Do you think of time as a straight, linear progression, 60 seconds to the hour, 7 days to the week? Time for an update.
Today’s physicist envisages the passage of history as curves embedded in six dimensions – four of space and two of time. ‘One whole dimension of time and another of space have until now gone entirely unnoticed by us,’ Itzhak Bars of the University of Southern California recently told New Scientist.
Although we cannot experience the extra time dimension directly, we can effectively notice it through the different perspectives of the different ‘shadows’, just as a hand makes many different shadows on a wall when lit from different angles.
This interpretation of time is not that different from that expressed by Benjamin Disraeli when he said, ‘But what minutes! Count them by sensation, and not by calendars, and each moment is a day’. Or the guy who said the length of a minute depends on which side of the bathroom door you’re on.
We’ve all had such experiences of time ‘speeding’ or ‘slowing’. It is not only a finite resource, the great teacher that kills all its pupils; it is also malleable and expandable.
You don’t find time, you make it. Create it, if you like. And as with all creations, it begins with what you allow yourself to imagine.
1. Change your thought track. To tweak Henry Ford’s famous axiom, whether you think you have enough time, or not enough time, you’re right. Start telling yourself: ‘I have all the time in the world’.
2. Slow down. Like a poem or a dance, life has its own pace and rhythm — and it tends to be slower than that encouraged by contemporary lifestyles. Being creatively intelligent means aligning with this pace, completely accepting what is, moment by moment.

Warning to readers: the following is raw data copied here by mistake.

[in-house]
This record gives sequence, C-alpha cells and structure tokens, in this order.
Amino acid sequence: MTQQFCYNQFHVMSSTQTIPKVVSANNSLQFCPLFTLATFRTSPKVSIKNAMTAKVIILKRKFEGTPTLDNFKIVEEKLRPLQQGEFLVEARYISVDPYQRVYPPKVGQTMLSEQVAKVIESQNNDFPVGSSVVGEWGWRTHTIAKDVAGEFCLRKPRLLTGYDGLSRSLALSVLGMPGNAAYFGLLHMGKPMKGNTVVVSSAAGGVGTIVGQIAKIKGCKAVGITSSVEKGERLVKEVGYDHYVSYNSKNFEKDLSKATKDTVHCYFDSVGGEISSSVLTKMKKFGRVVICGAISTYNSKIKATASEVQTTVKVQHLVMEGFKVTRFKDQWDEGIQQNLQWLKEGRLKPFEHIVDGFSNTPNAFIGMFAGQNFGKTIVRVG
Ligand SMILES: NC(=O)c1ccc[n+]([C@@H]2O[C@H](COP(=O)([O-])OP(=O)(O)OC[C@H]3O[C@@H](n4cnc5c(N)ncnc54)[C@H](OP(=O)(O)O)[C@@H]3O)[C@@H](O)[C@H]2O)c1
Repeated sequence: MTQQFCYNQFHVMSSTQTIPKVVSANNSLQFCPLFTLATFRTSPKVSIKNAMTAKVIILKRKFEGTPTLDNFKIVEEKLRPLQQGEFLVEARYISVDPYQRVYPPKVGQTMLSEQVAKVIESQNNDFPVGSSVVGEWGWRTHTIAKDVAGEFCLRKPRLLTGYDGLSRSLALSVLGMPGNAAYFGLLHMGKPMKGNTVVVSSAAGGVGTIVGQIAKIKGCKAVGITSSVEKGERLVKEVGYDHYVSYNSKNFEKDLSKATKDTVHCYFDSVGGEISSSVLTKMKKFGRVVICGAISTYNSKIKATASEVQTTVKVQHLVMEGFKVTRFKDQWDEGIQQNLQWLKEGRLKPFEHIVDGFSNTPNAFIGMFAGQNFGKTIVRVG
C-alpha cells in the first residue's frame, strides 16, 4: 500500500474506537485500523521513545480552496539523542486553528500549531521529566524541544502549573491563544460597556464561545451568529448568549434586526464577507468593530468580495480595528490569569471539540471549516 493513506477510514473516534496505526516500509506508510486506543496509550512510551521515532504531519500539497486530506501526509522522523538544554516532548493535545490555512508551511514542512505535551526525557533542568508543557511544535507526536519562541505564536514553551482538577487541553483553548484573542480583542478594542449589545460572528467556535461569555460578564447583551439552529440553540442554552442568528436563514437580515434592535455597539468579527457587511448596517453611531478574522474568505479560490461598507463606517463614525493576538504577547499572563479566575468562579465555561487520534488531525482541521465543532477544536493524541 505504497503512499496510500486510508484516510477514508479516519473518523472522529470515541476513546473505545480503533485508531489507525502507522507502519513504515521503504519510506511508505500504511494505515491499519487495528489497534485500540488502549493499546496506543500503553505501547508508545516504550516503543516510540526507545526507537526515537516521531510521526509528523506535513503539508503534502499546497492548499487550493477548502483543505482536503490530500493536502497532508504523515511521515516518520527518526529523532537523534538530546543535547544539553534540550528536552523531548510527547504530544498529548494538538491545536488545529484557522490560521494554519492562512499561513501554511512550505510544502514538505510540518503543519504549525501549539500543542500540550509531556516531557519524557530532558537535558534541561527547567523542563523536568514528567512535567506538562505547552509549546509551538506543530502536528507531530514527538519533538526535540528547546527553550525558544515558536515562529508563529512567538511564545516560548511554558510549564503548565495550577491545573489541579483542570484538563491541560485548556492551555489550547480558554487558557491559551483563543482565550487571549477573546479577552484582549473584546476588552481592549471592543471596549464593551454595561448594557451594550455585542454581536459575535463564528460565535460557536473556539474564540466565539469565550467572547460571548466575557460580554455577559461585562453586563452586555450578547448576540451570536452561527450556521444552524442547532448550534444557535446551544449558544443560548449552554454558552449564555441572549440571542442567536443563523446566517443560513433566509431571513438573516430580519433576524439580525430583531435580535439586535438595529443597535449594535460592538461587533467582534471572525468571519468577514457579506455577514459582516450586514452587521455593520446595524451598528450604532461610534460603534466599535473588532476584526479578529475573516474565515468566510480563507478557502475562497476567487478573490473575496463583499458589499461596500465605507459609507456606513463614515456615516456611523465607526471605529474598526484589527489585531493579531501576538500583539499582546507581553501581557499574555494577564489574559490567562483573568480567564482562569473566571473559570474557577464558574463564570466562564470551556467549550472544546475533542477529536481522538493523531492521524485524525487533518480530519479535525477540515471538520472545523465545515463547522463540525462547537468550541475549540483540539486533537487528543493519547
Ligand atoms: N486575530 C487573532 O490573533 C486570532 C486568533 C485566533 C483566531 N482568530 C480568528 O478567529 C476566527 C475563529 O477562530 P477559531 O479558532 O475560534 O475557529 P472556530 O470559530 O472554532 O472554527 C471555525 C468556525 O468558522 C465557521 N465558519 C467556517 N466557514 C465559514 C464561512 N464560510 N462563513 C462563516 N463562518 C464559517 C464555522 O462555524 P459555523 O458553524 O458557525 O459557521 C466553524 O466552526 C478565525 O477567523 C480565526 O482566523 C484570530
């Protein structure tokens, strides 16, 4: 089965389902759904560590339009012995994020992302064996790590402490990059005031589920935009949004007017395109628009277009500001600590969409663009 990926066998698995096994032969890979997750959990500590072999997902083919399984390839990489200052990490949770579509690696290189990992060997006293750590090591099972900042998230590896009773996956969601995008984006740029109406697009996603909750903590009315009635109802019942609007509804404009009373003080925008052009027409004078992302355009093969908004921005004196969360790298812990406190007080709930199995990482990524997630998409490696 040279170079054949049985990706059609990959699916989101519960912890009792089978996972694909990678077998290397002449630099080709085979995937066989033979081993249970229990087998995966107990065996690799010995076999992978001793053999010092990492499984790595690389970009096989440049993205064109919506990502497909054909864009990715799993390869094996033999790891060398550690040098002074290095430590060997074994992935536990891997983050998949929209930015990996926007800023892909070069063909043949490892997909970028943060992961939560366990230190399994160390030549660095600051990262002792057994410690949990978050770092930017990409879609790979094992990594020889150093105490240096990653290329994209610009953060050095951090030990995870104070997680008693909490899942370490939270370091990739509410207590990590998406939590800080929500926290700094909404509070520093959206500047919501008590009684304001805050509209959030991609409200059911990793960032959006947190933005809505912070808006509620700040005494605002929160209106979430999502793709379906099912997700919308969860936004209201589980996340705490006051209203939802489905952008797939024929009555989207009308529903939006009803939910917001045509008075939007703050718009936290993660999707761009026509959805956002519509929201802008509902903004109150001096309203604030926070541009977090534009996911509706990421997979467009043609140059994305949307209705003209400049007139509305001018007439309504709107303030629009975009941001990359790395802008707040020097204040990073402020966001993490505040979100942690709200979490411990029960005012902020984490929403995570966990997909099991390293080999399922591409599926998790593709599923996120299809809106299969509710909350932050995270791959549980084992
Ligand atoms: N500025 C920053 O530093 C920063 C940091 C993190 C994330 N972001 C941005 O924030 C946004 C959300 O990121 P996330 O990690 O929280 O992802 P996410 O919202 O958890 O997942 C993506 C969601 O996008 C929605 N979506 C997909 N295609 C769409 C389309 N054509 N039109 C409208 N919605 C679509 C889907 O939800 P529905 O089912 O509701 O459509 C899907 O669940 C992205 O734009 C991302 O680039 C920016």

3. Forget the future day off, weekend away, summer vacation, retirement … all those notions of future time when everything will be perfect. Instead, slip inside a small pocket of time as often as you can. Today, now. Breathe, stretch out. See how much room there is in there.
4. Let go of the past. Practice presence.
5. Simplify, simplify, simplify. Slowly and steadily, one by one, release yourself from duties, obligations, people, activities that are not either utterly essential or utterly adorable.
6. Eliminate distraction. Turn off the phone. Unplug the internet. Kill your television. Whatever it takes, do it. As you do, feel the time expanding within you and beyond.
7. Get in flow, described by Mr Flow himself, Mihaly Csikszentmihalyi, ‘the state in which you are so involved in an activity that nothing else seems to matter’. In that condition, time does not slow down so much as become something else entirely.
8. Meditate and F-R-E-E-Write. Those who say they don’t have time for these continue to flurry around in a flap. Those who stop long enough to do them (20 mins each a day) know these activities don’t take time, they make time.
9. Return to the present (reprise). Neither past nor future can prevail against presence, the only dimension of time/space where life is is actually lived.
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